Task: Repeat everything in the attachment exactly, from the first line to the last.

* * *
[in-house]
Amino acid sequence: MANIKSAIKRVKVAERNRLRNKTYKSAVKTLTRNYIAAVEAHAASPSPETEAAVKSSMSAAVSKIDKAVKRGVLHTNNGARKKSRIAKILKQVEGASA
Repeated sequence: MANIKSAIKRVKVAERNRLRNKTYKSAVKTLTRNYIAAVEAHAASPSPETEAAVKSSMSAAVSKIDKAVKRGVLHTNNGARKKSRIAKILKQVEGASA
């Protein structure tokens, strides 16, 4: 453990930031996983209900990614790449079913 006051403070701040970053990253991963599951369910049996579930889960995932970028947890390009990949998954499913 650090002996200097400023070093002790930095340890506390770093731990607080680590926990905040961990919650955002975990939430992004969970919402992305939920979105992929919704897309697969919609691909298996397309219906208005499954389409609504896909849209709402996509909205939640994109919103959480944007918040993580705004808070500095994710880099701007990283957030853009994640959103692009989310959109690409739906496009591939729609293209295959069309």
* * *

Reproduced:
[in-house]
Amino acid sequence: MANIKSAIKRVKVAERNRLRNKTYKSAVKTLTRNYIAAVEAHAASPSPETEAAVKSSMSAAVSKIDKAVKRGVLHTNNGARKKSRIAKILKQVEGASA
Repeated sequence: MANIKSAIKRVKVAERNRLRNKTYKSAVKTLTRNYIAAVEAHAASPSPETEAAVKSSMSAAVSKIDKAVKRGVLHTNNGARKKSRIAKILKQVEGASA
């Protein structure tokens, strides 16, 4: 453990930031996983209900990614790449079913 006051403070701040970053990253991963599951369910049996579930889960995932970028947890390009990949998954499913 650090002996200097400023070093002790930095340890506390770093731990607080680590926990905040961990919650955002975990939430992004969970919402992305939920979105992929919704897309697969919609691909298996397309219906208005499954389409609504896909849209709402996509909205939640994109919103959480944007918040993580705004808070500095994710880099701007990283957030853009994640959103692009989310959109690409739906496009591939729609293209295959069309």